Though a single sovereign state, the Kingdom of Spain is divided politically into regions known as Autonomous Communities, which enjoy significant legislative authority and political freedom within the scope of their devolved powers and territorial boundaries.

Directive 2010/84/EU on pharmacovigilance and Directive 2011/62/EU on the prevention of entry into the supply chain of falsified medicinal products were transposed in Spain by Law 10/2013, on 24 July, which also amended the Spanish Medical Products Act in order to guarantee the cohesion of the National Public Health System and equality of access to medicines by all citizens. This reform attributes sole competence to establish the scientific and technical conditions of therapeutic equivalence to national government via the Spanish Medicines and Health Products Agency (AEMPS in the Spanish acronym), as well as establishing the general procedural framework for the adoption of official decisions in this area.

Having clarified that the AEMPS has exclusive competence, as a national agency, to decide on the therapeutic equivalence of two or more drugs, let us now turn to consider the problems caused in Spain by the declarations of therapeutic equivalence made by agencies belonging to certain Autonomous Communities, a phenomenon that has engendered a tide of lawsuits and determined opposition from innovative drug companies.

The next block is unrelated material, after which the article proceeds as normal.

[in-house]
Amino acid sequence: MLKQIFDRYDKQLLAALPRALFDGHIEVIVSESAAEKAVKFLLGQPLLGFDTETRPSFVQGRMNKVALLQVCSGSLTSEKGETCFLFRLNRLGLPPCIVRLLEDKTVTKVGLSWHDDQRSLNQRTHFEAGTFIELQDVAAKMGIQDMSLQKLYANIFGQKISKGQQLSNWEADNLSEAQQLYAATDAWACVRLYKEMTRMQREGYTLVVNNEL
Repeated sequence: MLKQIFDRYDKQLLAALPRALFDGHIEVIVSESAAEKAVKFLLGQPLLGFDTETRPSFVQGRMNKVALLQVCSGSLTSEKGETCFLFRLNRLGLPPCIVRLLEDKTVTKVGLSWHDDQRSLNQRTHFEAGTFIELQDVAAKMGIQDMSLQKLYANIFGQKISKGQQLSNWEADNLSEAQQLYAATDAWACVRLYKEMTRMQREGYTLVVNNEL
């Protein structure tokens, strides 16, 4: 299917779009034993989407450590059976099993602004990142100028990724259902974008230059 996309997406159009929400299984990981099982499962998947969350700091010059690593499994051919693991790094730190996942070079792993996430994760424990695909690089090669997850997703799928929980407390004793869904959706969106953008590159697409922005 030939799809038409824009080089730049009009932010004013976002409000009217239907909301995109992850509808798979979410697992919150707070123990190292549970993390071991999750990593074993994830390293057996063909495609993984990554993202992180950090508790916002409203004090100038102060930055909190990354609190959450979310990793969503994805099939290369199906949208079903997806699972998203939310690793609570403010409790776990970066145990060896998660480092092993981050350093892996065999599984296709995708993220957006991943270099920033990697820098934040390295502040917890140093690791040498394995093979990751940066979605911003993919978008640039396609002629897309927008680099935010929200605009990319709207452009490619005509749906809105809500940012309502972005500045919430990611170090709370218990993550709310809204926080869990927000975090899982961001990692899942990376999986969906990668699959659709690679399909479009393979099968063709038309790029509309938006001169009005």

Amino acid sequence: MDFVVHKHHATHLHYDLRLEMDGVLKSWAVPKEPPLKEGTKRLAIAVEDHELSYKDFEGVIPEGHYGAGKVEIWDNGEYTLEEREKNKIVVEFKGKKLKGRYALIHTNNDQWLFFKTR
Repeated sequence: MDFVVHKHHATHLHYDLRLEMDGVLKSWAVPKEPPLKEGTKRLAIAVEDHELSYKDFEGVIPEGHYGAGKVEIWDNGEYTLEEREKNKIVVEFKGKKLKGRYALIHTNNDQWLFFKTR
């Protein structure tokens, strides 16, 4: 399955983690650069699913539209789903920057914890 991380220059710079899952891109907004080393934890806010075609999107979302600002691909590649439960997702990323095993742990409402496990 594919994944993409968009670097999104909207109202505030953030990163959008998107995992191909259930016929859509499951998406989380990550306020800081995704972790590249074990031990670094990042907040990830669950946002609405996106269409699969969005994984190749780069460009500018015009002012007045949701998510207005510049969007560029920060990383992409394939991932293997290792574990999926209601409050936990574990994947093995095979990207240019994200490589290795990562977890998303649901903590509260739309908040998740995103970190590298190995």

In this context, the Murcia Health Service, the body responsible as a part of the national system for the provision of public health services in the Autonomous Community of Murcia, ordered the region’s physicians to substitute the AstraZeneca medicines Crestor® and Provisacor® for other, low-cost drugs using different active substances, based on the supposed therapeutic equivalence of the products in question.

AstraZeneca appealed against this decision on the grounds that the Murcia Health Service failed to follow due administrative procedure, and that it had acted ultra vires in ruling on the therapeutic equivalence of drugs, an area in which the Spanish Medicines and Health Products Agency has sole competence. This action ignored the constitutional right of all citizens to health care, clashed with the principle of the physician’s freedom to prescribe therapies, and breached AstraZeneca’s right to equal treatment of its products by health professionals prescribing and dispensing medicines throughout Spain.

The Spanish Court considered whether the Murcia Health Service’s action constituted a case of de facto regulation, defined as the use of powers by a government agency without regard for the procedures established by the pertinent legislation (manque de procédure), finding that it had indeed proceeded to make an evaluation of the drugs Crestor® and Provisacor®, despite its lack of competence in this area. The Court therefore found the regional health service guilty of de facto regulation, insofar as no decision had been issued in connection with the drugs by the competent agency, namely the AEMPS.

In this light, the Court ordered the Murcia Health Service to cease and desist, ruling that AstraZeneca should be compensated for the damages occasioned by the unlawful official action taken.